How to Craft Contracts, SLAs and Master Services Agreements for MSPs

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You might think the root of MSP revenue is services, and that is true. But it is contracts that define these revenues and, properly written, ensure the money you earn keeps rolling in on a regular basis.

In fact, contracts are a cornerstone to any thriving MSP, serving many essential functions, including serving as a bond between client and provider. As such they should be treated and crafted with care.

Mastering Master Service Agreements

Many MSPs prefer a Master Services Agreement (MSA), which is a more detailed style of contract. Because MSAs tend to be highly technical, some half of these contracts are prepared without help from an attorney, according to the MSP Alliance. The main issue is the cost of legal counsel.  However, MSPs sometimes believe these MSAs are good to go because the MSP professionals who wrote them understand their business and technology.

But a good MSA also covers many legal issues not normally dealt with in simpler contracts – which is another reason legal oversight is critical.  These legal issues are far beyond purview of MSP staffers.  Consequently, whether it’s a simple contract or a richer Master Services Agreement, a lawyer and an experienced accountant should take a deep look at the documents before any signatures are placed.

In addition, MSAs and Service Level Agreements (SLAs) don’t just help the relationship run more smoothly ─ they can be a key part of the sales process. That’s because they should detail for the clients the precise value they will obtain from your services as well as your commitment to deliver them.

Contracts such as MSAs are also a key way to build and sustain revenue, and increase the value of your business. “The contracts an MSP has with its customers represent the primary component of the business’ value. The reason the contracts are so vital is the value of the business is determined by some multiple of the monthly recurring revenues,” wrote attorney Robert J. Scott in A Legal Guide to Managed Services. “Strong monthly recurring revenues generated under sound contracts are the key ingredient of business valuation.”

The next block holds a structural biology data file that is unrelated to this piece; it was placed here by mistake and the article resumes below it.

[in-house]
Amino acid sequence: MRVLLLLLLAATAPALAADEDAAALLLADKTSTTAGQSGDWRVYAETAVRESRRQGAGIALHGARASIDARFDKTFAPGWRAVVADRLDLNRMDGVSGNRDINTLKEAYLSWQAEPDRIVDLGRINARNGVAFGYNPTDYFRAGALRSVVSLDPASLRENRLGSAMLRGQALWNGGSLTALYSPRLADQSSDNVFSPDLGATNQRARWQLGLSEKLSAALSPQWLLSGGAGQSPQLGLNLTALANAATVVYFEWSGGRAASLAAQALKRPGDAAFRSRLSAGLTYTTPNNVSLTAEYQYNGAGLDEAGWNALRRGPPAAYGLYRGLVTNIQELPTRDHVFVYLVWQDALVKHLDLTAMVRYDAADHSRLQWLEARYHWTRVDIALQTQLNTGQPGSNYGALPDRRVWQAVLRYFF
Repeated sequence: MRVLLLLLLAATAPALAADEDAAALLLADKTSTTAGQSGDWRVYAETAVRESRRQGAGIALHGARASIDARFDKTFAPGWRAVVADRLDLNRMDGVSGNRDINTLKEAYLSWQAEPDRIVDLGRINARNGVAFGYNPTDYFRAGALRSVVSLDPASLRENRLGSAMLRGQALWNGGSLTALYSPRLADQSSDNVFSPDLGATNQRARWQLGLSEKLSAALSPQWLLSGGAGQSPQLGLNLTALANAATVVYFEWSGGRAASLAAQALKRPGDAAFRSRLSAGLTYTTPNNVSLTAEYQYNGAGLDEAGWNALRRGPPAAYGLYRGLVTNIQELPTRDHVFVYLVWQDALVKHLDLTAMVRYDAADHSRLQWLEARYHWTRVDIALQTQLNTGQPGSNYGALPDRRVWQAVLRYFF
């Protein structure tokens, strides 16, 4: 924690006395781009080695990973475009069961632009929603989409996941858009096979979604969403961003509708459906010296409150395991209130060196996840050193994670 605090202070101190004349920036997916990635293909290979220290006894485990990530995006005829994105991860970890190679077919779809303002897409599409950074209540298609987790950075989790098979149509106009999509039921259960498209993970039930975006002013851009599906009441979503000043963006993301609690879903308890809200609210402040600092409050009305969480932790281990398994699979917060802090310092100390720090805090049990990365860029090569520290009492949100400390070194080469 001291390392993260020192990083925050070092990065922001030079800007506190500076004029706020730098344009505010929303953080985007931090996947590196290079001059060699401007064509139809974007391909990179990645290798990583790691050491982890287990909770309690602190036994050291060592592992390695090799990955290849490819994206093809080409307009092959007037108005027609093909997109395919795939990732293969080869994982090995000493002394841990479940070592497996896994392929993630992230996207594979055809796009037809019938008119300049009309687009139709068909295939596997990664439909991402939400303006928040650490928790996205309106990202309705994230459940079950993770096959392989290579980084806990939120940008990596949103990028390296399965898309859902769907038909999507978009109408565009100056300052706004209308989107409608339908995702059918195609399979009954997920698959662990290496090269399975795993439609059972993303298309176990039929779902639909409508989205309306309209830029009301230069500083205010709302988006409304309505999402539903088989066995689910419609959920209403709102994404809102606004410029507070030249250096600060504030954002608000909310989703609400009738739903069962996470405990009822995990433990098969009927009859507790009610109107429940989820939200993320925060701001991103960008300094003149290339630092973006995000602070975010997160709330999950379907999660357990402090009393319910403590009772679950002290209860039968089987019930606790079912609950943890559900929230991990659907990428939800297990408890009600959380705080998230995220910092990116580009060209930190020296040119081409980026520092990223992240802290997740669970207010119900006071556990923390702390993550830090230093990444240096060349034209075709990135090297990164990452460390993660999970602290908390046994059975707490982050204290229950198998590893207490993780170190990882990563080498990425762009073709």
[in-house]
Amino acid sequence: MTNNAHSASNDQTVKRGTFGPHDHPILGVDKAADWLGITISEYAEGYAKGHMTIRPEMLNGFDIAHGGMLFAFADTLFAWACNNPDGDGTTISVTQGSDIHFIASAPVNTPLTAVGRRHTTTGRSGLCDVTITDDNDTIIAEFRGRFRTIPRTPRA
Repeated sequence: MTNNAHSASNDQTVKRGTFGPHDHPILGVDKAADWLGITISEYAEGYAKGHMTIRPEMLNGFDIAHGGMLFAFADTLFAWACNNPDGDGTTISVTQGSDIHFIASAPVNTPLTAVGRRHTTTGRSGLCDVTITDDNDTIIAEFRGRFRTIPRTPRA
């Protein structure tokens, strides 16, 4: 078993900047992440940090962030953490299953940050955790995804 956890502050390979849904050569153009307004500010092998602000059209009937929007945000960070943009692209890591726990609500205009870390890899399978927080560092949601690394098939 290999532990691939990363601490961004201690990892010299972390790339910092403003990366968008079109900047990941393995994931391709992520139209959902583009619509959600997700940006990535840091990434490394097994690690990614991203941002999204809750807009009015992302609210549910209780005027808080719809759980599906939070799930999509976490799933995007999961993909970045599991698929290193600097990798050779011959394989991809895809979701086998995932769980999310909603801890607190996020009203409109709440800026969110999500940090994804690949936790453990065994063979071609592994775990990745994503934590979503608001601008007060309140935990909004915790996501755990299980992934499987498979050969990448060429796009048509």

Scott & Scott detailed key items that should be in the MSA’s Statement of Services, including:

  • “Term of Agreement
  • Holiday Availability
  • Proprietary Rights
  • Intellectual Property Rights
  • Independent Contractor
  • Client Covenants
  • Insurance
  • Taxes
  • Non-Solicitation
  • Warranties
  • Limitations of Liability
  • Termination of the Agreement
  • Integration Clauses”

Here is one example of a provision that could or should be in your MSA, according to the law firm:

MSP will provide the following services:

  • Perform necessary remediation steps associated with the daily alerts and tickets
  • Prepare and implement a maintenance checklist.
  • Make recommendations based on weekly reports
  • Review and maintain all network related documentation
  • Review monitoring scripts/tools required for daily review and make recommendations for improvements”

The Importance of a Rigorous SLA

SLAs are the other key contract an MSP may have with a client. Because the MSP is committing to a particular level of service, and penalties are attached, these contracts should, obviously, be well thought out.

Partner advocacy organization CompTIA agrees. “One of the most contentious issues in managed services is availability. No matter what you think the verbal agreement was, don’t be surprised if the customer later develops a different understanding about your availability. Maybe they’ll want 24/7 support, or have unrealistic expectations about response and resolution times,” CompTIA explained. The only answer is a contract that clearly establishes SLAs and protects both parties.

Meanwhile, here is a quick legal SLA checklist from Robert J. Scott:

“There are a number of ways to calculate a service level for purposes of an SLA. Successful availability provisions will include:

  • The definition of availability, including any exclusions
  • The time period that will be used to measure availability (e.g., monthly, quarterly, etc.)